David Oshinsky, professor of history at NYU and Director of the Division of Medical Humanities at NYU Langone Health, will present the 2018 Kathryn and Paul Williamson Lecture on April 24. His talk, which is free and open to the public, is entitled "Bellevue: Three Centuries of Medicine and Mayhem at America's Most Storied Hospital."
Oshinsky explains: Bellevue is deeply ingrained in our popular culture as a warren of mangled crime victims, lunatics, and derelicts, along with celebrity patients such as John Lennon's killer, Mark David Chapman. It also is a place of stunning medical innovation. Bellevue created the first civilian ambulance corps, the first professional nursing school, the first outpatient clinics, as well as the first departments of psychiatry, pediatrics, and forensic medicine. Its doctors developed life-saving vaccines and pioneering surgeries, undertook daring and controversial human experiments, and won Nobel Prizes. Virtually every disease and malady, from yellow fever in the eighteenth century, cholera and tuberculosis in the nineteenth, AIDS in the twentieth, and Ebola in the twenty-first, has passed through its doors. Above all, however, Bellevue has been the hospital for the poor and the under-served, especially immigrants. Its ethos over three centuries remains unchanged: No one is turned away.
David Oshinsky is a Professor of History at NYU and Director of the Division of Medical Humanities at NYU Langone Health. His many books include, "A Conspiracy So Immense: The World of Joe McCarthy," which was a New York Times Notable Book of the Year; "Worse Than Slavery," which won the Robert F. Kennedy Award for its distinguished contribution to human rights; "Polio: An American Story," which won the Pulitzer Prize for History, among other awards, and influenced Bill Gates to make polio eradication the top priority of the Bill and Melinda Gates Foundation; and "Bellevue: Three Centuries of Medicine and Mayhem at America's Most Storied Hospital," which was named the "Best Book about New York City, 2016," and was a PBS "Best Book of the Year." His reviews and articles appear regularly in the New York Times and other international publications.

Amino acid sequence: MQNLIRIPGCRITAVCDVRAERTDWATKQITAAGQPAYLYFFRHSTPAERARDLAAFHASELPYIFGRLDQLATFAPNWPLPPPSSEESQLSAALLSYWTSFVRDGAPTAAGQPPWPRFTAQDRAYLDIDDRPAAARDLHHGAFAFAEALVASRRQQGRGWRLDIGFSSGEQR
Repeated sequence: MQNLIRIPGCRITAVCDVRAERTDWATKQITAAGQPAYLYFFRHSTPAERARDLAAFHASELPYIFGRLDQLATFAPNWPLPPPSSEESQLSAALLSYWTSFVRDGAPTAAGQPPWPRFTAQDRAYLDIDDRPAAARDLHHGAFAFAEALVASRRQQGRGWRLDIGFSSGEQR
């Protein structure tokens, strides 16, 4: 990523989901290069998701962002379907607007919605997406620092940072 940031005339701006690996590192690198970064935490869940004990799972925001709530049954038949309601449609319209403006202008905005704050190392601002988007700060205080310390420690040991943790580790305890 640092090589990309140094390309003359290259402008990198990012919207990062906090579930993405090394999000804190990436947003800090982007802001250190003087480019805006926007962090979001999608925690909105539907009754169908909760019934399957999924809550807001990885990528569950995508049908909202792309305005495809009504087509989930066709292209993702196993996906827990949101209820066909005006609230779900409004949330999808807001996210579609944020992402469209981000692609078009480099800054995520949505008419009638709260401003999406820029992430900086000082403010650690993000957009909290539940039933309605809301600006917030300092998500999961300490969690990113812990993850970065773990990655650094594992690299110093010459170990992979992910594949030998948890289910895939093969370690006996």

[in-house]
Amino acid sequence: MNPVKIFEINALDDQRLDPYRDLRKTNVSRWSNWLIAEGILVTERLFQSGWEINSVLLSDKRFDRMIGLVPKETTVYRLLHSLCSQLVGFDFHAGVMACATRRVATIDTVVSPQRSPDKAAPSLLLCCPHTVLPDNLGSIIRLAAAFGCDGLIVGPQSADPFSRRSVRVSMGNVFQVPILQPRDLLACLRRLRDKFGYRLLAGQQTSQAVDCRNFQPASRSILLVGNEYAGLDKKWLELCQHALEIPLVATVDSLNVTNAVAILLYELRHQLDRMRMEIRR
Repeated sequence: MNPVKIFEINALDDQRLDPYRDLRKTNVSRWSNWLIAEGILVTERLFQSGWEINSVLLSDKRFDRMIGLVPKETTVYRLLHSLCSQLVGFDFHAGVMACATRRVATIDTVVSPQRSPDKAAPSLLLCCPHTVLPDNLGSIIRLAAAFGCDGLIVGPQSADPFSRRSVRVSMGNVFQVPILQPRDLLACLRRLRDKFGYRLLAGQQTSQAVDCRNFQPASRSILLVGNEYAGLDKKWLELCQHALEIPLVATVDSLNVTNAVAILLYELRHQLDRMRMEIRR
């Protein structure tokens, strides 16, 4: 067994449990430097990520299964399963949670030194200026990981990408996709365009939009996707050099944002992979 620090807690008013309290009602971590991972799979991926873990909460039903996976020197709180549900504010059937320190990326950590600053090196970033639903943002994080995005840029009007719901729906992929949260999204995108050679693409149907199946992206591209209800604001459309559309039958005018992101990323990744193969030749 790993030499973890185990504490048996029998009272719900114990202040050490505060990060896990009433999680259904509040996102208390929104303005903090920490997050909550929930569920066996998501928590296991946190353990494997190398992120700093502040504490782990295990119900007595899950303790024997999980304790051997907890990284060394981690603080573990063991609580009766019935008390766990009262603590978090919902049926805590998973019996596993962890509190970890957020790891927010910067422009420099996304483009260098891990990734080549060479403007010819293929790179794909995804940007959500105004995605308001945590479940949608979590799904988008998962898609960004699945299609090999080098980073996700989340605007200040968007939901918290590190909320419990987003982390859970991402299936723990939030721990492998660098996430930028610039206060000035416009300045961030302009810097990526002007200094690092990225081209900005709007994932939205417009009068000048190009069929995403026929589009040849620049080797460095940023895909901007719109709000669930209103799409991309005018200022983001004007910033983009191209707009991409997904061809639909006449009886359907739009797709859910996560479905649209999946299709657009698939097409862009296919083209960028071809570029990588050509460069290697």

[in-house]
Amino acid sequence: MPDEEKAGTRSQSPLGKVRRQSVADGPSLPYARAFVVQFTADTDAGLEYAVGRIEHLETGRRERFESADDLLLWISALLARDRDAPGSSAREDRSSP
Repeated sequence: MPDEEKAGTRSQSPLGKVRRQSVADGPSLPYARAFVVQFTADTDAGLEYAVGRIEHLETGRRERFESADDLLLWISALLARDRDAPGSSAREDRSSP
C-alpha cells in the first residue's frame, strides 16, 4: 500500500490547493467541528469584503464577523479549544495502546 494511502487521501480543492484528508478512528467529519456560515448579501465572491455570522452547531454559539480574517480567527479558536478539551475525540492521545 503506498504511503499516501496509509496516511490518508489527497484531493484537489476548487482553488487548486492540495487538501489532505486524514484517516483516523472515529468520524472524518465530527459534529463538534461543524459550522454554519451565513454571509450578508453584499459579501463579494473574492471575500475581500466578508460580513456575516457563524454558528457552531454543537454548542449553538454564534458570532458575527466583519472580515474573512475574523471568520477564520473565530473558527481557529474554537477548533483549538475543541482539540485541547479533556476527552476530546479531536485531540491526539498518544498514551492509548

Established in 2000 by alumni Karthryn and Paul Williamson, the UMass lecture series brings distinguished visitors to the university to interact with Commonwealth College students and give public talks. This year's lecture is co-sponsored by Commonwealth Honors College, UMass Amherst, School of Public Health and Health Sciences, Department of History, College of Humanities and Fine Arts, College of Nursing, and Institute for Applied Life Sciences..